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EU New Strategy of Development

, by Brian Sayler

The European Commission dedicates 2015 as the European Year for Development Aid. We come back here on the new Development Aid program for 2014-2020. After two and a half years of debate and negotiation, a new generation of EU spending programs went into effect on January 1st, 2014 as part of the 2014-2020 multi-annual financial framework (MFF) that will guide European financial objectives over the next six years.

authors

  • MA student of Economics and European History at Tufts University. He currently continues his studies at Paris 1 Pantheon-Sorbonne while working as a volunteer at JEF France.

The European Commission dedicates 2015 as the European Year for Development Aid. We come back here on the new Development Aid program for 2014-2020.

After two and a half years of debate and negotiation, a new generation of EU spending programs went into effect on January 1st, 2014 as part of the 2014-2020 multi-annual financial framework (MFF) that will guide European financial objectives over the next six years. Aside from a 3.7% reduction in EU spending commitments that highlights an era of budgetary discipline championed by several Member States , this new framework represents a turning point in EU developmental efforts due to its drastic shift of aid distribution away from relatively stable countries like India and Malaysia and towards countries where these resources are needed most.

As part of a new EU mentality to distribute development aid primarily to countries where it can have the greatest impact, 75% of EU developmental support from now until 2020 will be concentrated on the world’s poorest countries, with priority given to those suffering from ongoing political crises and those who are often affected by natural disasters . This differentiated approach can be seen as a continuation of the EU developmental framework known as the “Agenda for Change,” originally adopted in 2011, in which EU leadership summarised the need for a new approach to poverty reduction, arguing “several partner countries have become donors in their own right, while others are facing increasing fragility. ” Therefore, as part of this process known as “graduation,” bilateral grant assistance will no longer be available to countries classified as “high-income” or “upper-middle income” in addition to countries who represent more than 1% of the global Gross Domestic Product.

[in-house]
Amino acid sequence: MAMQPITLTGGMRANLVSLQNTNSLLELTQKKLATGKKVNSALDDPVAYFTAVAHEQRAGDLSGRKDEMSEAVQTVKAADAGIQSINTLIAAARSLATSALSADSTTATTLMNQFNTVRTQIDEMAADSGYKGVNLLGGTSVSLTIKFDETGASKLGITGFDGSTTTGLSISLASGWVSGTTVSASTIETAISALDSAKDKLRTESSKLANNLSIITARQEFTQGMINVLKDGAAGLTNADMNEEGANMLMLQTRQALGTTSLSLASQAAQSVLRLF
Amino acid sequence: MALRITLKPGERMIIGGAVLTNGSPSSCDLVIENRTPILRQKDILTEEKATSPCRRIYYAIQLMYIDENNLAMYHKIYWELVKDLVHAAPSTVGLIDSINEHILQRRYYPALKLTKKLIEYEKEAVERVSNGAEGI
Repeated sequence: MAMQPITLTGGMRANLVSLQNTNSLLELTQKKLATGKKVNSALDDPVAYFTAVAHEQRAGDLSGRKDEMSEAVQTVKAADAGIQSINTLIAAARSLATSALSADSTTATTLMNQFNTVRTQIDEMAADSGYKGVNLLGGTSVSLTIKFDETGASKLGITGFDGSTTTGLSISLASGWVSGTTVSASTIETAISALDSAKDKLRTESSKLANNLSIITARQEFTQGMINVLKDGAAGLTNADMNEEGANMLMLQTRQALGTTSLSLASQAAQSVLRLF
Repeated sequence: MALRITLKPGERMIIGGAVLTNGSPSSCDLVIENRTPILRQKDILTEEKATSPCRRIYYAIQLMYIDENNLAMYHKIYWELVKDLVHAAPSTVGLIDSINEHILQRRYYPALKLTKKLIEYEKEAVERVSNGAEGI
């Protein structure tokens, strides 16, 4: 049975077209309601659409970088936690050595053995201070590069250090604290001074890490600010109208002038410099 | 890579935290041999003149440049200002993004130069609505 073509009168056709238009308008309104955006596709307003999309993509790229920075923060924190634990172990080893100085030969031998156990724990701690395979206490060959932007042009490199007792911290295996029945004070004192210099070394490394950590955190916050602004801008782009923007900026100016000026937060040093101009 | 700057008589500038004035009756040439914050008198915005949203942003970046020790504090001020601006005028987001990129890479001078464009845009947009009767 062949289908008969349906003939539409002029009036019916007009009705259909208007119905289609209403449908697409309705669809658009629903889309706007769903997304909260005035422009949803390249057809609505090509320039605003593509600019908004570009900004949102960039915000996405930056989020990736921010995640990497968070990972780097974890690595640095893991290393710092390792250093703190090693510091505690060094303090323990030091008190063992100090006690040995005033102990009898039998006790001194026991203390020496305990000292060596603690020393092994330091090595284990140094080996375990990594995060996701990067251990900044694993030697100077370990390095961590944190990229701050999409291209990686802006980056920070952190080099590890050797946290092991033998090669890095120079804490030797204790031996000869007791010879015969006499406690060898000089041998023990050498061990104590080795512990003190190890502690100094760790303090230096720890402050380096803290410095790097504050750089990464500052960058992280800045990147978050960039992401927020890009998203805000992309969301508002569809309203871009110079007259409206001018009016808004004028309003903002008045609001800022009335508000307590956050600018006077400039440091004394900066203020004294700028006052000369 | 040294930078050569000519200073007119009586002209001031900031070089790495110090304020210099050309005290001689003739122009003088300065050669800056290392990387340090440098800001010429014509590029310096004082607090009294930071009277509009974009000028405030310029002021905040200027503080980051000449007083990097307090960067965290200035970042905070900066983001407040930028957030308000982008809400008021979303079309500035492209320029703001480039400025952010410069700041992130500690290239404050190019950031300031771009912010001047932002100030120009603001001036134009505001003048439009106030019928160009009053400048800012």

This means that 19 countries (notably Brazil, China, Iran, and Mexico) will be cut off from bilateral grant assistance distributed by the Development Cooperation Instrument (DCI), the EU’s primary instrument for development cooperation. Consequently, the short-term future of EU development efforts will see the world’s least developed countries receiving approximately 90% of the funding available to the EU’s most powerful development instruments, whereas upper-middle income countries will have to rely on more innovative forms of aid (e.g. a blending of loans and grants or other risk-sharing mechanisms).

And yet, despite the restructuring of developmental efforts by the new EU budget, recent statistics show that the majority of eEuropeans would support even stronger development cooperation with developing countries. According to data published by the European Commission in January of 2015, 85% of Eeuropeans agree that it is important to help people in developing countries, and over half believe the EU should keep its promise to increase aid to developing countries. Moreover, an additional 15% of the population believe these efforts should be extended beyond what has already been promised. All in all, these statistics indicate that approximately two-thirds of Europeans are not satisfied with the level of aid currently being directed towards developing countries. Furthermore, the fact that 64% of EU28 respondents believed poverty-reduction should be one of the main priorities of the EU (given that respondents in every Member State believed poverty-reduction should be a priority of the EU rather than of their national government) helps explain the recent EU budgetary decisions to focus developmental efforts specifically on low-income countries.

But while some worry the new EU budget does not designate enough funds towards development policies, others are concerned by the new budget’s reallocation of funds from traditional spending areas to the sector of growth development, especially given that two of the biggest victims of this shift have been programs involving agriculture and cohesion policy. And while it is true that these shifts away from more traditional spending sectors have been largely welcomed by the European community, one has to wonder if these recent policy shifts are fueled by a genuine concern for those in developing countries or by the need of representatives to appear proactive and innovative in a time of economic hardship.

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